U.K. Approves Fourth COVID-19 Vaccine, Johnson & Johnson

More than 58% of the population has received at least one dose.

U.K. Approves Fourth COVID-19 Vaccine, Johnson & Johnson
David Zalubowski / AP

LONDON — British government regulators on Friday authorized another coronavirus vaccine for use in the U.K. amid concerns about rising COVID-19 cases as a variant of the virus first identified in India spreads around the country.

The Medicines and Healthcare products Regulatory Agency said the single-dose vaccine made by Johnson & Johnson met "the expected standards of safety, quality and effectiveness."

The authorization takes the number of vaccines in the U.K.'s armory to four following earlier approvals for the two-dose regimens developed by Pfizer/BioNTech, AstraZeneca and the University of Oxford, and Moderna.

The regulator said the vaccine developed by J&J subsidiary Janssen has been shown to be 67% effective overall in preventing COVID-19 infection and 85% effective in preventing severe disease or hospitalization. It can be be stored at refrigerator temperatures of 2 to 8 degrees Celsius (36 to 47 F), which the regulator said makes it “ideal for distribution to care homes and other locations."

Details of which groups will get the vaccine have yet to be determined. There was speculation it might only be administered to older adults after it was linked to reports of rare blood clots.

Given the U.K.'s rapid rollout of vaccines, the Johnson & Johnson's product may be used as part of the country's planned booster program in the fall. The Joint Committee on Vaccination and Immunisation, which decides how vaccines are rolled out across the U.K., will submit updated advice before the shots become available.

The British government has amended its order from last year of 30 million J&J doses to 20 million.

“As Janssen is a single-dose vaccine, it will play an important role in the months to come as we redouble our efforts to encourage everyone to get their jabs and potentially begin a booster program later this year," Health Secretary Matt Hancock said.

Nearly 58% of the population has received at least one dose and around 35% has gotten two shots. The U.K. is aiming to have offered a jab to all adults by the end of July.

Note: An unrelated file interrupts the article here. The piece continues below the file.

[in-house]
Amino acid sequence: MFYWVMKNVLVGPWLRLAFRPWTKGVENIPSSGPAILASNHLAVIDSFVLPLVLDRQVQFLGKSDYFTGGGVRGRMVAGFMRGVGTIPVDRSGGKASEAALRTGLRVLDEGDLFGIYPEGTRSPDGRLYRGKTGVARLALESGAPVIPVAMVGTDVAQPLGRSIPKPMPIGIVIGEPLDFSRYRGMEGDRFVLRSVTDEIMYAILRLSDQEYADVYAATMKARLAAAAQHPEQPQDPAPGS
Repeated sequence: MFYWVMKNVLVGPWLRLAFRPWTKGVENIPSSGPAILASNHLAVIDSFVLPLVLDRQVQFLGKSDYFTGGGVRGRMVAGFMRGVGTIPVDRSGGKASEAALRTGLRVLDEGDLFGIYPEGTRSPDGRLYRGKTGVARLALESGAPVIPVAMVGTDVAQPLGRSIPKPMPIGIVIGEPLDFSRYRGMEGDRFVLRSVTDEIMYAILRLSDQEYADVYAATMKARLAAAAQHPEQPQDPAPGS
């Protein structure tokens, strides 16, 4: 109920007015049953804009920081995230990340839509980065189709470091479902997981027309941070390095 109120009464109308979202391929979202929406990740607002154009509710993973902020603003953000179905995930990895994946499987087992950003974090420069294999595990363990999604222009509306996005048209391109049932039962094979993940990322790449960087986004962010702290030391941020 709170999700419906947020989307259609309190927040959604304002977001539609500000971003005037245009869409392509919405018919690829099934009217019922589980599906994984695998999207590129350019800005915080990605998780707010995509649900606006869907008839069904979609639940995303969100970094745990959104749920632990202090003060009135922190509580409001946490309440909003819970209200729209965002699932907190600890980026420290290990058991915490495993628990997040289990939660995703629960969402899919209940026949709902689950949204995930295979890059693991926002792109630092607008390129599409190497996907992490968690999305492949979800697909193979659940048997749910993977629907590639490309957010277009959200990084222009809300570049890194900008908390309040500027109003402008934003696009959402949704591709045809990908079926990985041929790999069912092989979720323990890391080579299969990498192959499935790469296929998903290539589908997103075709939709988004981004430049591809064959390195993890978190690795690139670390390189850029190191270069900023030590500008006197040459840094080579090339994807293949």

The U.K. has seen a modest uptick in new cases in recent days as a result of the variant identified in India, which is considered to be more transmissible than the previously dominant strain of the virus.

On Thursday, the country reported 3,542 new confirmed cases, its highest daily total since April 12. The number of cases remains well below the close to 70,000 recorded in mid-January, during the peak of the second wave.

Data released on Friday by the Department of Health and Social Care and the Scientific Advisory Group for Emergencies put the virus' reproduction number between 1.0 and 1.1, up from the previous week's 0.9 to 1.1. The new range means that every 10 infected people are likely to infect 10 or 11 others, meaning the outbreak is growing.

Concerns are mounting that the next scheduled easing of lockdown restrictions in England on June 21 will have to be delayed if case numbers continue to rise. The British government has said that it will make a decision on whether to lift all remaining social restrictions on June 14.

The government has been lifting restrictions in stages. Indoor eating, drinking and entertainment venues reopening last week, but social distancing and mask-wearing rules still in place.

While the most vulnerable people should have vaccine protection, there are worries the virus could spread widely among younger adults and that many will end up needing to go to the hospital.

Prime Minister Boris Johnson said Thursday that the decision to take the next step in his government's roadmap out of lockdown would depend on how much the new variant drove an increase in cases and the speed of the vaccination campaign.

“I don’t see anything currently in the data to suggest that we have to deviate from the roadmap,” he said. “But we may need to wait.”

Additional reporting by The Associated Press.